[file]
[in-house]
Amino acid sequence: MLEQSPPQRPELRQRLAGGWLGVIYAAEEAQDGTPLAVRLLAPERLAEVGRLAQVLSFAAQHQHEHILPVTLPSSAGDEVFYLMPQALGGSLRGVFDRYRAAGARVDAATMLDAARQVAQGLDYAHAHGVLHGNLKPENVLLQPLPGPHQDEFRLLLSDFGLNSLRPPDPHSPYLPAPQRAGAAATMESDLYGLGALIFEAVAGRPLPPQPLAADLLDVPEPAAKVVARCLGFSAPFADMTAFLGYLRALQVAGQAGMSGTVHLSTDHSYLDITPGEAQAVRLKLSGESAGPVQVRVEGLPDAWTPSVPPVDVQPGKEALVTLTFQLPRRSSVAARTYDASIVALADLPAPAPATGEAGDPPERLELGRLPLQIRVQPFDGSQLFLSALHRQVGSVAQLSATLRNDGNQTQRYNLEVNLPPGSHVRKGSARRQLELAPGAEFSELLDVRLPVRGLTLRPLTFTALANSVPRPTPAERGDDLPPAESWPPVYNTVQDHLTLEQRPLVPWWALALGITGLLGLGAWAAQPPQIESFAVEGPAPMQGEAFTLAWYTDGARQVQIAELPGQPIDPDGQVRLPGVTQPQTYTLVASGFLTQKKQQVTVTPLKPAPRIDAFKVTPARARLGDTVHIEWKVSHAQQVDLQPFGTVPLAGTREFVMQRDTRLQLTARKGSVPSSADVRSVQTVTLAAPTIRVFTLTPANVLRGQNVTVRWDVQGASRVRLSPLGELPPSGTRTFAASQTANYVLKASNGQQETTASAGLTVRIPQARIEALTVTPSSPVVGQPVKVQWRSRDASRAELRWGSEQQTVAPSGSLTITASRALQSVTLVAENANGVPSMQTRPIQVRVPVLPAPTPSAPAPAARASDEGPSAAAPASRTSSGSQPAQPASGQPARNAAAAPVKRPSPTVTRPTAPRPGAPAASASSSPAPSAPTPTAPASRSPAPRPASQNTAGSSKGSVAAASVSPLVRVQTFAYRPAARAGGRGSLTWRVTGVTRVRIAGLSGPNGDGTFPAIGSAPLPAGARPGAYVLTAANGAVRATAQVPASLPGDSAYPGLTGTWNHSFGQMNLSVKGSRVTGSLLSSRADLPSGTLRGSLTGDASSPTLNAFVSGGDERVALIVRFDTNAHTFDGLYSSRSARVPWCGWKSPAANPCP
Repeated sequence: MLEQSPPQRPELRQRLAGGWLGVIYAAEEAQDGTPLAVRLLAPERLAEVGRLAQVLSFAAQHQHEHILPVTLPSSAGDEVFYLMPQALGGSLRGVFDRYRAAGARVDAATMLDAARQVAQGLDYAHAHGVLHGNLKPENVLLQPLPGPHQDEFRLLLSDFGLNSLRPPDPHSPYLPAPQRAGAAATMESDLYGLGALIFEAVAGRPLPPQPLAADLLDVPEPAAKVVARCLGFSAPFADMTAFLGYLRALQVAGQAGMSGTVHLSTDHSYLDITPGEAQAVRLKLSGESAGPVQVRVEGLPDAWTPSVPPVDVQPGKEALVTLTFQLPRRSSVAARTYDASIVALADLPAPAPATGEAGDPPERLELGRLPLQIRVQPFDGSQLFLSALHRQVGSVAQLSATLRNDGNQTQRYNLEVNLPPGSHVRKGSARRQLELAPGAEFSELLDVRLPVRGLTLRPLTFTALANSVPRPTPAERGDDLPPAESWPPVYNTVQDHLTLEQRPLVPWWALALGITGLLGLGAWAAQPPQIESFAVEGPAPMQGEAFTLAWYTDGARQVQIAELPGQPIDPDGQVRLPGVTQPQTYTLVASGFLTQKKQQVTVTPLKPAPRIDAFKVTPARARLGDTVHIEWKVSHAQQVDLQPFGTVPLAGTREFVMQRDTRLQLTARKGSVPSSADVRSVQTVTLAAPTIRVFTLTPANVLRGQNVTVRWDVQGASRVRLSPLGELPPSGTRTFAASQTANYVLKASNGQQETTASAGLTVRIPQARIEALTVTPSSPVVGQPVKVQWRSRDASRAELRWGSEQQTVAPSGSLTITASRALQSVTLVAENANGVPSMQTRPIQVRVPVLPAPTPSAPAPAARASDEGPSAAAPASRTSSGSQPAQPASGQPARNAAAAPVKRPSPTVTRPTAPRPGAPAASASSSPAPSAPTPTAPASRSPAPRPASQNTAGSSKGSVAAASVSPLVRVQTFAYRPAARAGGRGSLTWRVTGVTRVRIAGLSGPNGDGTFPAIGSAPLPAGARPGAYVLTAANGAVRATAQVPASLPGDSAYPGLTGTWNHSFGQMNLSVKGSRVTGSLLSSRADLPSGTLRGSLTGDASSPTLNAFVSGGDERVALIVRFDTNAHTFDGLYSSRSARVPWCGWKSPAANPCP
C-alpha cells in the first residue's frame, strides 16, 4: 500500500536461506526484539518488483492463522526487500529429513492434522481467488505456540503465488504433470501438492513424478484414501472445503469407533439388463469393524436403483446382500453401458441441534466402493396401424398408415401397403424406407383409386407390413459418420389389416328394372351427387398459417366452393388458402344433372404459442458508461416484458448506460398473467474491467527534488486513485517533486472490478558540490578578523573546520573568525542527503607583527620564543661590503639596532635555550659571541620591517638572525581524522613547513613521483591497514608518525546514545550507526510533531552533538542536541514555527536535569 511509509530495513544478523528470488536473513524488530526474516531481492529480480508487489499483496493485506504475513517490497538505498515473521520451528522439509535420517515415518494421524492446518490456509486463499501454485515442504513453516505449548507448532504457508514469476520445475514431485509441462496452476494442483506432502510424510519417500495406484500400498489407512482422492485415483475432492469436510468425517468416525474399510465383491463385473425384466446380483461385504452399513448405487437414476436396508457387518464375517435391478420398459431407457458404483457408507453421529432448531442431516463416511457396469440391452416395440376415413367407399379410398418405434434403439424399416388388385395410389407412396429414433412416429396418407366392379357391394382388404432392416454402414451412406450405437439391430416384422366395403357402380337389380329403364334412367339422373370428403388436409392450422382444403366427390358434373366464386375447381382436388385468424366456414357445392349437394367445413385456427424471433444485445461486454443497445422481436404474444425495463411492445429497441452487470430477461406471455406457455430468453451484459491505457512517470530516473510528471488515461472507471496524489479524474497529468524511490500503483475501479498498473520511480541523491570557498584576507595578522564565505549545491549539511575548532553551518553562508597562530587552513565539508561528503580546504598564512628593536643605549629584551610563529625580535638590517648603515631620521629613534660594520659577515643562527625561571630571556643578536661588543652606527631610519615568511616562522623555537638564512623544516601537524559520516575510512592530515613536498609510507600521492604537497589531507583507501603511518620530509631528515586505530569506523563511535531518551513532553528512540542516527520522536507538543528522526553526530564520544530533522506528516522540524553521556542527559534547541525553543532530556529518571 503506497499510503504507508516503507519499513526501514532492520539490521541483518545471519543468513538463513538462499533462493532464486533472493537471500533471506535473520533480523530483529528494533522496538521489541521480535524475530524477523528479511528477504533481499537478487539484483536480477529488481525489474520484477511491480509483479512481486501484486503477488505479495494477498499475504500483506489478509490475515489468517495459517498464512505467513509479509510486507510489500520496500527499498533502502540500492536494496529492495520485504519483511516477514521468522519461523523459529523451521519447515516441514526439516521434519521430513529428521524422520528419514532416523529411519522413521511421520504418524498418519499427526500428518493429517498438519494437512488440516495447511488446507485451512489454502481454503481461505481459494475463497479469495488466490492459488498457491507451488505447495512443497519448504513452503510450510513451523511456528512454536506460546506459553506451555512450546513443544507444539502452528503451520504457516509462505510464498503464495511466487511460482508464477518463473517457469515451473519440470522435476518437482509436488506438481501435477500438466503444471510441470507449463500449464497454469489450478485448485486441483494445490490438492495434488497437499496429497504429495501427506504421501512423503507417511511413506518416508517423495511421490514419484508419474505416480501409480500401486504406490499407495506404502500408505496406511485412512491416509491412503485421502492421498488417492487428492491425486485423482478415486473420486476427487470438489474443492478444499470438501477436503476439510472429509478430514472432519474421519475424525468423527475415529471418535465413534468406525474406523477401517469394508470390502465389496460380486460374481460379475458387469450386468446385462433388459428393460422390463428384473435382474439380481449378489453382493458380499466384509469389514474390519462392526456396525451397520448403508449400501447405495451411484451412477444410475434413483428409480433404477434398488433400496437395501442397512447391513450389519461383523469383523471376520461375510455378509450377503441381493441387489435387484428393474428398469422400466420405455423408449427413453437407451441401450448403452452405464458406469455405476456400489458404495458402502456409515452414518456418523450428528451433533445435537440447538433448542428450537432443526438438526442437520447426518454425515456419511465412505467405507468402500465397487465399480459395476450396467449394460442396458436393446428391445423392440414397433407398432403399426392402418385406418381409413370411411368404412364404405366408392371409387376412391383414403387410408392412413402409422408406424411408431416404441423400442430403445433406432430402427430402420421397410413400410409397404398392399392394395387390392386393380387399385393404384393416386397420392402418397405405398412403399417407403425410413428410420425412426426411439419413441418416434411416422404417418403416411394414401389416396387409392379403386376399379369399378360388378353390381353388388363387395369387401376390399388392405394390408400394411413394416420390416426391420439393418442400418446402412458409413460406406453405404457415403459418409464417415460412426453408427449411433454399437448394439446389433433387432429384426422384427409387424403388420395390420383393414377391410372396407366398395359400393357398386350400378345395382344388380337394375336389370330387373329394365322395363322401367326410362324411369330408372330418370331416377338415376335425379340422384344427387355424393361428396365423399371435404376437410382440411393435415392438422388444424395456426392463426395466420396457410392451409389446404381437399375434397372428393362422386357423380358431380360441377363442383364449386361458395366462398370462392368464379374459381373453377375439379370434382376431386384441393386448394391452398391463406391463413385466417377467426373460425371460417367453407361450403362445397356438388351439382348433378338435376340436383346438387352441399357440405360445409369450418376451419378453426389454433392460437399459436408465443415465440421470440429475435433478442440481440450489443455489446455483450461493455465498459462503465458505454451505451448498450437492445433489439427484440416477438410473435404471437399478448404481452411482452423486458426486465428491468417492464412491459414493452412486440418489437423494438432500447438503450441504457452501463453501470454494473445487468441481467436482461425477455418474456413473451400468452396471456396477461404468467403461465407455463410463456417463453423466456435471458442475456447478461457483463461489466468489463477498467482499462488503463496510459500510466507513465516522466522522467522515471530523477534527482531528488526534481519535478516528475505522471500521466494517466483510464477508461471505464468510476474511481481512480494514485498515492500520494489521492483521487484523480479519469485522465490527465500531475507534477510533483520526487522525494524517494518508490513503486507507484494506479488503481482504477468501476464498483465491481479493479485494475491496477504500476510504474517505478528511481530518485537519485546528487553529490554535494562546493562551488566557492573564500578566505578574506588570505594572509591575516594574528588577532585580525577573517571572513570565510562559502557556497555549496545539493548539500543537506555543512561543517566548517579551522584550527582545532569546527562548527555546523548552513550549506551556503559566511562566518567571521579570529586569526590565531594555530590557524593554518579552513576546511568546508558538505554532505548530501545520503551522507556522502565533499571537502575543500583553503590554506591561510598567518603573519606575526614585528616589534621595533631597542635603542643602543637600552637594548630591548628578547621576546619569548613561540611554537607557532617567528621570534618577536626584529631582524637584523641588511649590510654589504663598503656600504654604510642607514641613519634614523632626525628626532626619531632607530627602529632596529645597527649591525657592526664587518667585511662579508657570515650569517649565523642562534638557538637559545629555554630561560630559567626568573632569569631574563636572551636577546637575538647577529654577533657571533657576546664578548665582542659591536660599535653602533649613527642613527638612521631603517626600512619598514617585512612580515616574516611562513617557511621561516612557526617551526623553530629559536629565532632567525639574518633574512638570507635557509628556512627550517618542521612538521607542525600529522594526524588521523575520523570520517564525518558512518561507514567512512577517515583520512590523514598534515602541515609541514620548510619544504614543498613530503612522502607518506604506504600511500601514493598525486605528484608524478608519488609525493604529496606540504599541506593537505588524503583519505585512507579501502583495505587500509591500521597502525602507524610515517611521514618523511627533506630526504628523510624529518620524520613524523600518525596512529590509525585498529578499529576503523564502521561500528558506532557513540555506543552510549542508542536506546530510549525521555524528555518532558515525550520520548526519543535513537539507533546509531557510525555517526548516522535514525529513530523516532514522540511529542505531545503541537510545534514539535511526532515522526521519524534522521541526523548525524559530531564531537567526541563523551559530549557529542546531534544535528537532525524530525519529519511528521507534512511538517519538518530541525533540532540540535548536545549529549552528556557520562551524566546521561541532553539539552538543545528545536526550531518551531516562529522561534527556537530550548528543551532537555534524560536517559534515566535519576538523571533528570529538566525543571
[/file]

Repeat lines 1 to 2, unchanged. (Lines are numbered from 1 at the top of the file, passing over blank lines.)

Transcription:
[in-house]
Amino acid sequence: MLEQSPPQRPELRQRLAGGWLGVIYAAEEAQDGTPLAVRLLAPERLAEVGRLAQVLSFAAQHQHEHILPVTLPSSAGDEVFYLMPQALGGSLRGVFDRYRAAGARVDAATMLDAARQVAQGLDYAHAHGVLHGNLKPENVLLQPLPGPHQDEFRLLLSDFGLNSLRPPDPHSPYLPAPQRAGAAATMESDLYGLGALIFEAVAGRPLPPQPLAADLLDVPEPAAKVVARCLGFSAPFADMTAFLGYLRALQVAGQAGMSGTVHLSTDHSYLDITPGEAQAVRLKLSGESAGPVQVRVEGLPDAWTPSVPPVDVQPGKEALVTLTFQLPRRSSVAARTYDASIVALADLPAPAPATGEAGDPPERLELGRLPLQIRVQPFDGSQLFLSALHRQVGSVAQLSATLRNDGNQTQRYNLEVNLPPGSHVRKGSARRQLELAPGAEFSELLDVRLPVRGLTLRPLTFTALANSVPRPTPAERGDDLPPAESWPPVYNTVQDHLTLEQRPLVPWWALALGITGLLGLGAWAAQPPQIESFAVEGPAPMQGEAFTLAWYTDGARQVQIAELPGQPIDPDGQVRLPGVTQPQTYTLVASGFLTQKKQQVTVTPLKPAPRIDAFKVTPARARLGDTVHIEWKVSHAQQVDLQPFGTVPLAGTREFVMQRDTRLQLTARKGSVPSSADVRSVQTVTLAAPTIRVFTLTPANVLRGQNVTVRWDVQGASRVRLSPLGELPPSGTRTFAASQTANYVLKASNGQQETTASAGLTVRIPQARIEALTVTPSSPVVGQPVKVQWRSRDASRAELRWGSEQQTVAPSGSLTITASRALQSVTLVAENANGVPSMQTRPIQVRVPVLPAPTPSAPAPAARASDEGPSAAAPASRTSSGSQPAQPASGQPARNAAAAPVKRPSPTVTRPTAPRPGAPAASASSSPAPSAPTPTAPASRSPAPRPASQNTAGSSKGSVAAASVSPLVRVQTFAYRPAARAGGRGSLTWRVTGVTRVRIAGLSGPNGDGTFPAIGSAPLPAGARPGAYVLTAANGAVRATAQVPASLPGDSAYPGLTGTWNHSFGQMNLSVKGSRVTGSLLSSRADLPSGTLRGSLTGDASSPTLNAFVSGGDERVALIVRFDTNAHTFDGLYSSRSARVPWCGWKSPAANPCP